The Impact of U.S. Aerial Reconnaissance
during the Early Cold War (1947-1962):
Service & Sacrifice of the Cold Warriors
Page 5 of 5 Pages
Beyond the U-2
The Missile Gap:
Much like the Bomber Gap which developed during the mid-1950’s, a “Missile Gap” developed between 1957 and 1960 from a combination of factors, including: inadequate HUMINT sources inside the Soviet Union, inability of U.S. aerial reconnaissance to reach areas deep within the USSR and a successful Soviet propaganda campaign. Well-publicized Soviet achievements in space and missile development led Western leaders to believe the USSR was much stronger than it really was. Unlike the Soviet bomber threat, there was no good defense against missile attack. And unlike the German V-1 rockets fired at London, Soviet atomic missiles required even less accuracy to be devastating. The American public likened the Soviets’ newly acquired power to being able to unleash a “Space Age Pearl Harbor.”
President Eisenhower’s approval of development and use of the U-2 reconnaissance aircraft gave the U.S. its first sustainable ability to look deep inside the Soviet Union. Armed with this aerial reconnaissance vehicle, intelligence analysts could more accurately measure the USSR’s true strengths and weaknesses. National Intelligence Estimates (NIE) before the U-2 forecast the USSR would have 500 ICBMs by the end of 1960. As a result of the intelligence provided through the U-2, combined with other sources, NIEs produced in 1960 projected Soviet ICBM strength to be approximately 200 by mid-1963. (145)
In filling this vital national security role, aerial reconnaissance relieved the Eisenhower administration from the crisis atmosphere that permeated thinking and planning. Prior to the U-2 collection, analysts predicted that a Soviet surprise nuclear attack could destroy 85% of SAC’s bomber force. (146) Armed with evidence that the Soviets did not have a large arsenal of missiles and bombers, President Eisenhower was able to explore propositions to try to slow down nuclear weapon and ballistic missile development.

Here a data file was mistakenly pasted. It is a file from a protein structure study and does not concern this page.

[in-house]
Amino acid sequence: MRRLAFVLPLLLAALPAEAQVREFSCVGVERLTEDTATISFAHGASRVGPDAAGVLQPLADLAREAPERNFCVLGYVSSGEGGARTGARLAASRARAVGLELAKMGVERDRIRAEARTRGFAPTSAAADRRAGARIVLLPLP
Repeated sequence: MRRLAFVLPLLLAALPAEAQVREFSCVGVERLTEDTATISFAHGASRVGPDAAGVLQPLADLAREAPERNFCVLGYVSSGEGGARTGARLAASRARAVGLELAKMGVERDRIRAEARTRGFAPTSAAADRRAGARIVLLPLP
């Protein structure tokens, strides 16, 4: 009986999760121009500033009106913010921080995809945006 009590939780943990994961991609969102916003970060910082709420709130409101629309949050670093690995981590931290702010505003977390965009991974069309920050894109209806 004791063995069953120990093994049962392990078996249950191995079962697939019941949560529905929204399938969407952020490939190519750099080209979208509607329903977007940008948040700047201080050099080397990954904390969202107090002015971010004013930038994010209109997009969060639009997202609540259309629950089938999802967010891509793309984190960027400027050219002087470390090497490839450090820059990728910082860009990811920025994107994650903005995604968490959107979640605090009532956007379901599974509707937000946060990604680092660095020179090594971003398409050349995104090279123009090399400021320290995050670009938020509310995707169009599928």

Indications and Warning:
Aerial reconnaissance throughout the early Cold War years provided the nation with its first Indications and Warning (I&W) tool. While this tool was not highly refined from the late 1940’s through early 1950’s, by the 1960’s aerial reconnaissance had become the premier tool used to warn U.S. decision-makers of national security threats. The USAF conducted many of the earliest RB-47 overflight missions to verify the staging of Soviet long-range bombers and photograph indications of Soviet military buildups. Some flights were requested by the commanders of the various theaters, such as the 20 July 1951 request by the Commander of the Far East Forces “in order to confirm the existence of a reported missile launching site and determine other factors which might reveal USSR intentions.” (147)
The U-2 and other aerial reconnaissance assets were also able to provide data to the intelligence community which enabled it to redirect and refocus other types of collection like HUMINT and ground-based SIGINT. The U-2 provided I&W in its overflights of the Soviet Union, People’s Republic of China, and later Cuba. Without the Cuban overflights, and their first indications of a military buildup and then theater nuclear missiles, President Kennedy may not have discovered the medium-and nuclear missiles poised on Cuba ready to knock out 80% of the U.S. strategic forces, the situation may have played out much differently.
National Security Policy:
As noted throughout this paper, aerial reconnaissance had an impact on the way Presidents formulated and Executed their national security policy. This is evident in the way aerial reconnaissance intelligence was used to dismiss bomber and missile gaps by President Eisenhower. Although the Soviet Union rejected OPEN SKIES and did all it could to shoot down U.S. reconnaissance aircraft, aerial reconnaissance still played a vital role in allowing the President to modify U.S. national policy in response to real versus perceived threats to national security and interests.
When Eisenhower became President, he used the intelligence system (and aerial reconnaissance) to establish the inherent weakness of the Soviet and Chinese Communist positions. This allowed him to be more direct and forceful in the administration’s negotiations to bring the Korean conflict to an end. When President Kennedy was faced with the Cuban Missile Crisis, he was able to face down Soviet aggressive actions because he knew the exact strategic strength of the Soviet Union.